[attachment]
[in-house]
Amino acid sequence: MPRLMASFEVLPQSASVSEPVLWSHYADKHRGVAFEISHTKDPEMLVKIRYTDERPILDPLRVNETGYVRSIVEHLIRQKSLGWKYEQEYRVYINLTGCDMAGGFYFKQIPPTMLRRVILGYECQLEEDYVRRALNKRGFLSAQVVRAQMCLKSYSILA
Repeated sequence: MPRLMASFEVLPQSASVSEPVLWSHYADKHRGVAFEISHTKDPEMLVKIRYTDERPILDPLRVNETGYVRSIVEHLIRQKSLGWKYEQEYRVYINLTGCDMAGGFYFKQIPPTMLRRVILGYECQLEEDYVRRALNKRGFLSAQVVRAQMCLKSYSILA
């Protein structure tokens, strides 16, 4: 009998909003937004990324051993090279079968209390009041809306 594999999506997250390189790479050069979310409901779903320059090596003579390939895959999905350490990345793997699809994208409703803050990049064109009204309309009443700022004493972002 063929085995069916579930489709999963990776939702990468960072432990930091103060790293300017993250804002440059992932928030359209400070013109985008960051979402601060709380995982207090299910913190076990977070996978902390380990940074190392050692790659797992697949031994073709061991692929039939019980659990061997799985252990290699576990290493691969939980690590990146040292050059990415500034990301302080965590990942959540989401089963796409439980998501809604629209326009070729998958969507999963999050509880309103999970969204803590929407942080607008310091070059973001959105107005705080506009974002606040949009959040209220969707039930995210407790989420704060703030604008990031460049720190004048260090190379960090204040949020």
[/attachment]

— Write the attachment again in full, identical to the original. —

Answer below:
[in-house]
Amino acid sequence: MPRLMASFEVLPQSASVSEPVLWSHYADKHRGVAFEISHTKDPEMLVKIRYTDERPILDPLRVNETGYVRSIVEHLIRQKSLGWKYEQEYRVYINLTGCDMAGGFYFKQIPPTMLRRVILGYECQLEEDYVRRALNKRGFLSAQVVRAQMCLKSYSILA
Repeated sequence: MPRLMASFEVLPQSASVSEPVLWSHYADKHRGVAFEISHTKDPEMLVKIRYTDERPILDPLRVNETGYVRSIVEHLIRQKSLGWKYEQEYRVYINLTGCDMAGGFYFKQIPPTMLRRVILGYECQLEEDYVRRALNKRGFLSAQVVRAQMCLKSYSILA
């Protein structure tokens, strides 16, 4: 009998909003937004990324051993090279079968209390009041809306 594999999506997250390189790479050069979310409901779903320059090596003579390939895959999905350490990345793997699809994208409703803050990049064109009204309309009443700022004493972002 063929085995069916579930489709999963990776939702990468960072432990930091103060790293300017993250804002440059992932928030359209400070013109985008960051979402601060709380995982207090299910913190076990977070996978902390380990940074190392050692790659797992697949031994073709061991692929039939019980659990061997799985252990290699576990290493691969939980690590990146040292050059990415500034990301302080965590990942959540989401089963796409439980998501809604629209326009070729998958969507999963999050509880309103999970969204803590929407942080607008310091070059973001959105107005705080506009974002606040949009959040209220969707039930995210407790989420704060703030604008990031460049720190004048260090190379960090204040949020």